Shanidar Cave (Kurdish: ئەشکەوتی شانەدەر ; Arabic: كهف شاندر) lies on the cliff of the mountain Bradost, in Zagros range, 762 meters above sea level. It is about 125 km north (and somewhat east) of Erbil (Hawler) city, the capital of Iraqi Kurdistan. Archaeologist Ralph Solecki conducted four extensive excavation seasons from 1951 to 1960 within the cave.

In 1950, Ralph was a graduate student at Columbia University. He was interested in exploring Middle East caves; the information he obtains after then will help him do his thesis. He arrived in Iraq in 1950. Local Kurdish people advised him on how to reach out an old cave within a mountain and history changed as a result. He recalled his memories about excavating in Shanidar Cave to the the Wall Street Journal in 2013.

The first human skull was unearthed in 1957. The remaining skeleton revealed that it was a male, about 40 years old at the time of his death. Ralph named him Nandy, short for Neanderthal. Over the next three years, three other skeletons were found. The last one seemed to be buried with flowers. All of them were males and their skeletons are housed in the Iraqi Museum, Baghdad, Iraq. I surfed the net and tried to find out whether those human remains were lost during the 2003 US-led invasion of Iraq and the dramatic looting of the Iraqi Museum, but I failed. In total, nine “Shanidar skeletons” have been found; all of them are in the Iraqi Museum with the exception of “Shanidar 3,” which is housed in the Smithsonian Institute. In 2006, some bones belonging to a single skeleton were found at the Smithsonian Institute and scientists designated this as “Shanidar 10.”

Reynolds and colleagues did some excavation work during 2014-2015 inside Shanidar cave and their findings were published very recently in Antiquity Journal. They found many different human bones belonging to a what appears to be a single body. It is unclear whether these bones are part of “Shanidar 5” skeleton or they represent a newly discovered individual.

During his excavations, Ralph dug a trench and reached a depth of 14 meters. The work unveiled four civilization cycles dating back to the stone ages, around 60,000-80,000 years BCE.

How did our ancestors live there? How they were communicating with each other? Within these caves, people were living, day by day, and year by year. They ate, drank water, made food, had sex, gave birth, raised children, got sick, had injuries, laughed, cried, and eventually died! I sat on the verge of the caves’ entrance and stared at the valley, and then closed my eyes, opened my ears, and listened to the blowing wind, hoping that I would get a call from the souls of the people who lived there. My body was numbed!

Shanidar Cave. The caves and its surrounding area has been renovated by the Kurdistan-United Kingdom Friendship Association. Tourists have an easy access to the cave. Photo © Osama S. M. Amin.

Shanidar Cave. The cave and its surrounding area has been renovated by the Kurdistan-United Kingdom Friendship Association. Tourists have an easy access to the cave. Photo © Osama S. M. Amin.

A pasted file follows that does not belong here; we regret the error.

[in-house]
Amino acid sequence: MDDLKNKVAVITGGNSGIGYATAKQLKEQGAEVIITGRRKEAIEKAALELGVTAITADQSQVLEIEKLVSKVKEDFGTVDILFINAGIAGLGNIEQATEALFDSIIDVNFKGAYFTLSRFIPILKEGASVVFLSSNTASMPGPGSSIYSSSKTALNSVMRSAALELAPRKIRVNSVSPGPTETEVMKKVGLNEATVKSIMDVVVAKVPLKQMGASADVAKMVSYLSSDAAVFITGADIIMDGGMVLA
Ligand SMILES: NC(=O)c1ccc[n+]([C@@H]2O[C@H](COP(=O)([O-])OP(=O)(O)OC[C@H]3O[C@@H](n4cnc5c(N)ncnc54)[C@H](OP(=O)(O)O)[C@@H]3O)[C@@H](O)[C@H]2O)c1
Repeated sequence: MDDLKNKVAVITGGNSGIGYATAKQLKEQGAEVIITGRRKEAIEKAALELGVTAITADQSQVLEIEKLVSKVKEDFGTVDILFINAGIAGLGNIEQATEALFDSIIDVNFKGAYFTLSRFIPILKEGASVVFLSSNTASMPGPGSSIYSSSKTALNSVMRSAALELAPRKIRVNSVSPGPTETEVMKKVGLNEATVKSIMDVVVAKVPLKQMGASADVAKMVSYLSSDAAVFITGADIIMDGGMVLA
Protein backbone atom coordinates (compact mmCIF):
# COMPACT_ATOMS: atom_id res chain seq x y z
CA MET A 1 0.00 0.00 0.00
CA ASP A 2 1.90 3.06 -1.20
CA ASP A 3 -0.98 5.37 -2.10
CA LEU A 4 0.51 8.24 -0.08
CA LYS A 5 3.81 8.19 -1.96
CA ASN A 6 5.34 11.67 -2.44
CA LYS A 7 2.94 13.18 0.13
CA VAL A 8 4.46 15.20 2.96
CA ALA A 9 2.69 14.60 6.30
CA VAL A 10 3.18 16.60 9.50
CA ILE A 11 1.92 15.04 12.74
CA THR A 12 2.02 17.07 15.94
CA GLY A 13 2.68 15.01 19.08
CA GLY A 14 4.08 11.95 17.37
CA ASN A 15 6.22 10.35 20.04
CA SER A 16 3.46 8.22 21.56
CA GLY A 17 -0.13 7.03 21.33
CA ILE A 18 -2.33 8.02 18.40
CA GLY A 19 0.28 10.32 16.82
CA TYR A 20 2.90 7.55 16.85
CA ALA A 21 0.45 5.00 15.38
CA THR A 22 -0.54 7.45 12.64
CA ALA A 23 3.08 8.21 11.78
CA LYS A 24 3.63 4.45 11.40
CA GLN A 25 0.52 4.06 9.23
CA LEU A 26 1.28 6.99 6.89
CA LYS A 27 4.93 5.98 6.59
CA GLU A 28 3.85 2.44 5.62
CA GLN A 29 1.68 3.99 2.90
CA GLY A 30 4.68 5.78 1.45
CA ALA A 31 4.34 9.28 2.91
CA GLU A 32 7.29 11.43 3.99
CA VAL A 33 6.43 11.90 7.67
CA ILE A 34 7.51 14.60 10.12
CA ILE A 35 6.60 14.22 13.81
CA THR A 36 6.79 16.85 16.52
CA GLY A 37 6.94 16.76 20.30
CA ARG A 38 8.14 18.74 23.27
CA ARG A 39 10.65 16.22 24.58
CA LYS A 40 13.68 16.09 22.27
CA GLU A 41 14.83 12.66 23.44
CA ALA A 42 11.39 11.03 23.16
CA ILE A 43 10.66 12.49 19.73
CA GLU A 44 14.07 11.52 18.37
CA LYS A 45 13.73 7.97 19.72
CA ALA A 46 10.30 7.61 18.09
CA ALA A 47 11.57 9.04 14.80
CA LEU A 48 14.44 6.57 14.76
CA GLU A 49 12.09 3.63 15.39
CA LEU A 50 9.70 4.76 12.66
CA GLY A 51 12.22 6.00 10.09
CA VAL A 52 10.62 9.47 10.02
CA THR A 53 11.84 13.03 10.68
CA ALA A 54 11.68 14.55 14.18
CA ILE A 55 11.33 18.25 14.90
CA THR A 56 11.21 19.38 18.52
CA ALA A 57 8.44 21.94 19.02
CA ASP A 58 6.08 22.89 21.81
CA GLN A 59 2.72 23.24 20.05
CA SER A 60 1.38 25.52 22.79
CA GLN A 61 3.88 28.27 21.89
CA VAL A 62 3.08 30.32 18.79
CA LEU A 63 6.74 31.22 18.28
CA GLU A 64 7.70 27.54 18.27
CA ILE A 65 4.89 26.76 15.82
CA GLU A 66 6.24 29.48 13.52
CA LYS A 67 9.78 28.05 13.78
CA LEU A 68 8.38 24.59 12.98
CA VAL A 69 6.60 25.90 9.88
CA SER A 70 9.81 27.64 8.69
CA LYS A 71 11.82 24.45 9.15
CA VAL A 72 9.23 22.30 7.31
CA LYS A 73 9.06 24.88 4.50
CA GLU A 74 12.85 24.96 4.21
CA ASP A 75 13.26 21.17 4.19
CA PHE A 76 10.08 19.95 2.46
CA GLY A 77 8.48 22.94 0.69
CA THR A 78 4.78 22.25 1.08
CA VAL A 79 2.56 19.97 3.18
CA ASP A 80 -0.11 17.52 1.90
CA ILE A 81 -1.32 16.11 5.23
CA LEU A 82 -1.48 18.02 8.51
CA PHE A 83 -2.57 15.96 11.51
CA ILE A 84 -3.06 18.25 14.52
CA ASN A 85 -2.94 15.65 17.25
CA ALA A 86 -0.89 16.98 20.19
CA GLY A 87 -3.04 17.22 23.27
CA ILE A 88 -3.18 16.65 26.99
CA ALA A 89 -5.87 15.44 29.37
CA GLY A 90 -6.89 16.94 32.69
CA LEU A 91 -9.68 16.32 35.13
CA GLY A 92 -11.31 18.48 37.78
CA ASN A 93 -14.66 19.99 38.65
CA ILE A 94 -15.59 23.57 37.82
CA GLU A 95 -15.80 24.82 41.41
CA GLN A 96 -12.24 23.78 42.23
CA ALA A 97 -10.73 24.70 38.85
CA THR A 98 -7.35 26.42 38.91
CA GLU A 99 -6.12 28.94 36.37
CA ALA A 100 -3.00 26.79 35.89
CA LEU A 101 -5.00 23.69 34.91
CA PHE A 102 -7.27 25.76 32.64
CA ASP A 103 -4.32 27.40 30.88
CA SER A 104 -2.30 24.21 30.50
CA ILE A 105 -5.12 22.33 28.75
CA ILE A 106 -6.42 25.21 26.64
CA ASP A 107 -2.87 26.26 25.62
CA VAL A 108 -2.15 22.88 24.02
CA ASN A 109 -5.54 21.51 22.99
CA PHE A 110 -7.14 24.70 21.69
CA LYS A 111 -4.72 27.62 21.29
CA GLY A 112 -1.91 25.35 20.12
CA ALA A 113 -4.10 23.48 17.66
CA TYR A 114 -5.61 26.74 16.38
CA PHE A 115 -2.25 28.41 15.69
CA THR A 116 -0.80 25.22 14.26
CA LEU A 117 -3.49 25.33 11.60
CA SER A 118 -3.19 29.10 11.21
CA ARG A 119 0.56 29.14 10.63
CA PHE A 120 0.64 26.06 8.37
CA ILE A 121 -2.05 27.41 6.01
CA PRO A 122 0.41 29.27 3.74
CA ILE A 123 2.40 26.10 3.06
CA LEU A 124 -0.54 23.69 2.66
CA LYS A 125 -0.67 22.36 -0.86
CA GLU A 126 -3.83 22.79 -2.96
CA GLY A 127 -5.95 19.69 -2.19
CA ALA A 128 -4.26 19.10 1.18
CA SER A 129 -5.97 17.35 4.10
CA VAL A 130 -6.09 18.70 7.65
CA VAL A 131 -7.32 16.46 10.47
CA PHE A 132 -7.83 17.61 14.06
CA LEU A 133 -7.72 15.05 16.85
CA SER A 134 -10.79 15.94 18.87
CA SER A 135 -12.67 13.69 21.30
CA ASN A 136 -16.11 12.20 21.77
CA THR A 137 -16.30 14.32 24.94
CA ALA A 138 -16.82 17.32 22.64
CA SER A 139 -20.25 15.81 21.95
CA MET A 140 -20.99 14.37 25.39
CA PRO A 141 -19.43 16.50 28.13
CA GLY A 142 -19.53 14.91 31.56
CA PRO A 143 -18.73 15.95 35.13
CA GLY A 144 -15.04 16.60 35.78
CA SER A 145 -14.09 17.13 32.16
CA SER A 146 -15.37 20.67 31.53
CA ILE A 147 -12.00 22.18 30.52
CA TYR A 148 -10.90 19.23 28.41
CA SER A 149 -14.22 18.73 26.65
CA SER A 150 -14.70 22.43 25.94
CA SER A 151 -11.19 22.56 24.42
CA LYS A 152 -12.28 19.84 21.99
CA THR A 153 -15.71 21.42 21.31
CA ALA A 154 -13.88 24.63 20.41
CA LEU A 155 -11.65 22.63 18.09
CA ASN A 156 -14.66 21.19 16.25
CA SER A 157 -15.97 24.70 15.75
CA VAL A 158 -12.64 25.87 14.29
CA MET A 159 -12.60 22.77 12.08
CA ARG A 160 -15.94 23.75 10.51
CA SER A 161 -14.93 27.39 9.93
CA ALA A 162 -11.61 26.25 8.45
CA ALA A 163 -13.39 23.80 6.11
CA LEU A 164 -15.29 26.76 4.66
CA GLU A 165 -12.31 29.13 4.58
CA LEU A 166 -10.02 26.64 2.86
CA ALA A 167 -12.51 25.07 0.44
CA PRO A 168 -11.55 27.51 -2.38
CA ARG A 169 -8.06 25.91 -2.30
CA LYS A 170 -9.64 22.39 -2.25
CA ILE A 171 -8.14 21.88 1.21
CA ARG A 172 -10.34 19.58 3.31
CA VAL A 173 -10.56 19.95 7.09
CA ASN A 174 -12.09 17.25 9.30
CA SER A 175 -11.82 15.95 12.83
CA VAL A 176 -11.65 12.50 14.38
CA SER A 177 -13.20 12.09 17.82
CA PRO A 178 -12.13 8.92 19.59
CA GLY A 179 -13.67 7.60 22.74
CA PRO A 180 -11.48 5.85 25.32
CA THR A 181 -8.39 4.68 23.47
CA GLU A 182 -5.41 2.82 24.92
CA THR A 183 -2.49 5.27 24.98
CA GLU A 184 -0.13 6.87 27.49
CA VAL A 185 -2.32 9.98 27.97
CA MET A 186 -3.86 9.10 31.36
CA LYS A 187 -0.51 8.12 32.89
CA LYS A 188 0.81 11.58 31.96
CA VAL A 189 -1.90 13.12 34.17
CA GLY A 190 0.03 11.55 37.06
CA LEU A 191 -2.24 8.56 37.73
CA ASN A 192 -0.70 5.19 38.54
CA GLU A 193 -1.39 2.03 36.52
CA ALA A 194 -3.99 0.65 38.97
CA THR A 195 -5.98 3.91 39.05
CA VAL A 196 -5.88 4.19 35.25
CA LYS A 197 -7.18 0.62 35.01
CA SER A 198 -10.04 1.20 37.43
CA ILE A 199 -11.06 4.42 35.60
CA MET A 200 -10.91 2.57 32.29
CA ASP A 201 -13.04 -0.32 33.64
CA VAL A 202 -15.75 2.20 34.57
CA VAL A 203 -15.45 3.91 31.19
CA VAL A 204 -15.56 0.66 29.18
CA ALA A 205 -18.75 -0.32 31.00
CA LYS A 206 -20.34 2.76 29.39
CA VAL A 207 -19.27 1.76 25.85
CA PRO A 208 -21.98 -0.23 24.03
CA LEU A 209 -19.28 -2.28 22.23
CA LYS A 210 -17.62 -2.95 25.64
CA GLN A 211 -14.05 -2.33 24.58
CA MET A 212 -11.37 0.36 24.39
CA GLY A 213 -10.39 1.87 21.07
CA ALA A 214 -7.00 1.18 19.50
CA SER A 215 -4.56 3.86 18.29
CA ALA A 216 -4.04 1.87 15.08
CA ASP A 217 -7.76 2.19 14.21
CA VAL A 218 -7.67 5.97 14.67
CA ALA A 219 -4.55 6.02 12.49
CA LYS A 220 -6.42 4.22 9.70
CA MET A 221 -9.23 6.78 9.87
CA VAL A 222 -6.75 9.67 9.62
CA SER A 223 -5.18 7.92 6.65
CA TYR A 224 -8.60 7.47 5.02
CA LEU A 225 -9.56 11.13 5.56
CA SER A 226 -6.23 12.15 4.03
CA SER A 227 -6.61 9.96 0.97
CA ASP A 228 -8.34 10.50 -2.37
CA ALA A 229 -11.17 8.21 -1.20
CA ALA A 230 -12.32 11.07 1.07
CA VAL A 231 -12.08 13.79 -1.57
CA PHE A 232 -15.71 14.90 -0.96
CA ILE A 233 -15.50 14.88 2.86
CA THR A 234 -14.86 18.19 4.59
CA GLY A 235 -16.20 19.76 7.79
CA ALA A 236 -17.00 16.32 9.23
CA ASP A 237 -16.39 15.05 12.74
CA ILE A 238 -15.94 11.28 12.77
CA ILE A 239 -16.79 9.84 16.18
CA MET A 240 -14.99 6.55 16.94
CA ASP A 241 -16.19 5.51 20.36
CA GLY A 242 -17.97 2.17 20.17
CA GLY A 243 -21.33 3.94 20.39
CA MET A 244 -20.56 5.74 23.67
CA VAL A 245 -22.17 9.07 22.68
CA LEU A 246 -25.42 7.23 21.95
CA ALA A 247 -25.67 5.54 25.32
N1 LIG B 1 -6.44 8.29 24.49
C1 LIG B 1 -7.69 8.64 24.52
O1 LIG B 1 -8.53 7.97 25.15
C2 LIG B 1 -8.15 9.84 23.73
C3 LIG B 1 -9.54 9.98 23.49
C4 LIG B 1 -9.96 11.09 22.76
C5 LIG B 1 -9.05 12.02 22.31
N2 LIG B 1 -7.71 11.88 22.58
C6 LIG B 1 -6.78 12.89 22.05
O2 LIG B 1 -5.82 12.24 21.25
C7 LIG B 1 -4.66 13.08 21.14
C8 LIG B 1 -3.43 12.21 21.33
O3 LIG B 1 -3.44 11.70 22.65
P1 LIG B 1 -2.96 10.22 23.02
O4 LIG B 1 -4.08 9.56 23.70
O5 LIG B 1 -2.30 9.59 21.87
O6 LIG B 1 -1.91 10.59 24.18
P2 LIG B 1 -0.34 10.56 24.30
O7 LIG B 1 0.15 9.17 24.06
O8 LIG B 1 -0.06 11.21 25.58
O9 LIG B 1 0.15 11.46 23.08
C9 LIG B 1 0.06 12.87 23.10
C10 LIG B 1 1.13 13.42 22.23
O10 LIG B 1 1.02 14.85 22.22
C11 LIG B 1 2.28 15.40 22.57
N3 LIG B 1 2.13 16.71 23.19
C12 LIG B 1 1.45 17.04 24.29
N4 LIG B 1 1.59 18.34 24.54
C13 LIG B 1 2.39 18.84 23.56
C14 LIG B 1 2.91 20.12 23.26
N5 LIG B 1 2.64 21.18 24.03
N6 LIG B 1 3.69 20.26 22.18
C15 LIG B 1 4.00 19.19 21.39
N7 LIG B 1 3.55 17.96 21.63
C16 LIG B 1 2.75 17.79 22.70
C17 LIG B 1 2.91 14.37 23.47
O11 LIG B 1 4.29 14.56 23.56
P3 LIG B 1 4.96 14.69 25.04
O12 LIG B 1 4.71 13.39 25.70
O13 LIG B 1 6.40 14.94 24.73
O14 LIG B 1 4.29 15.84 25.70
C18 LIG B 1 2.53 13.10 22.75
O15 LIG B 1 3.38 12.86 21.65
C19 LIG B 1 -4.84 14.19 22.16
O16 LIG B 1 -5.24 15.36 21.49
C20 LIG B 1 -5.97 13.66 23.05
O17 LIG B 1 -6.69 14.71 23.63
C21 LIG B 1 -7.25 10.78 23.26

The Shanidar cave's entrance is on left side of the viewer. View from the caves. Photo © Osama S. M. Amin.

The Shanidar cave’s entrance is on left side of the viewer. Photo © Osama S. M. Amin.

The entrance to one of the caves. It seems that the fence was placed to prevent wild animals from entering it; I saw many cows nearby! Photo © Osama S. M. Amin.

The cave’s entrance. It seems that the fence was placed to prevent wild animals from entering it; I saw many cows nearby! Photo © Osama S. M. Amin.

Inside Shanidar Cave, one of the caves. Photo © Osama S. M. Amin.

Inside Shanidar Cave. Photo © Osama S. M. Amin.

What a coincidence! The same hole at the Shanidar cave, one of the other caves! Photo © Osama S. M. Amin.

What a coincidence! The same hole at the Shanidar cave! Photo © Osama S. M. Amin.

Inside the Shanidar cave, one of the caves I visited. Photo © Osama S. M. Amin.

Inside the Shanidar cave. Photo © Osama S. M. Amin.

Ralph Solecki's memorial at the Shanidar Cave. Solecki was born in 1917 in Brooklyn, New York. He is still alive at the time of drafting this article. Solecki unearthed the first Neanderthal's skull in the spring of 1957. Photo © Osama S. M. Amin.

Ralph Solecki’s memorial at the Shanidar Cave. Solecki was born in 1917 in Brooklyn, New York. He is still alive at the time of drafting this article, as far as I know. Solecki unearthed the first Neanderthal’s skull in the spring of 1957 in one of the caves. It is not mentioned who sculpted this bust. Photo © Osama S. M. Amin.

Disclaimer:

Erbil (or Hawler) Governorate and Sulaymaniayh Governorate lie within the northern area of Iraq and is part of Iraqi Kurdistan (or Kurdistan Region or Southern Kurdistan). All of these terms are used to describe the region. Neither the author nor Ancient History Encyclopedia endorses any specific term of the aforementioned ones.

Filed under: Travel

by

Osama S. M. Amin

Osama graduated from Baghdad University, College of Medicine and was the valedictorian student in internal medicine. He got membership diplomas of the Royal Colleges of Physicians of Ireland (MRCPI) and Glasgow (MRCP Glasg) and then became Board-certified in neurology. Osama is a Fellow of the American College of Physicians (FACP), Fellow of the Royal College of Physicians and Surgeons of Glasgow (FRCP Glasg), Fellow of the Royal College of Physicians of Edinburgh (FRCP Edin), Fellow of the Royal College of Physicians of Ireland (FRCPI), Fellow of the Royal College of Physicians of London FRCP Lond), and Fellow of the Stroke Council of the American Heart Association/American Stroke Association (FAHA). Currently, he is a Clinical Associate Professor at the Clinical School of the International Medical University, Malaysia. Osama published more than 50 articles in international peer-reviewed neurology journals and 5 self-assessment books for the membership diploma of the Royal Colleges of Physicians of the United Kingdom and Ireland. He is an associate editor, guest editor, reviewer and former editor-in-chief in several international peer-reviewed internal medicine and neurology journals. Osama is very interested in Mesopotamian history and always tries to take photos of archaeological sites and artifacts in museums, both in Iraq and around the world. He is a contributor/team member of "Medical MasterClass," the online educational arm of the Royal College of Physicians of London, UK.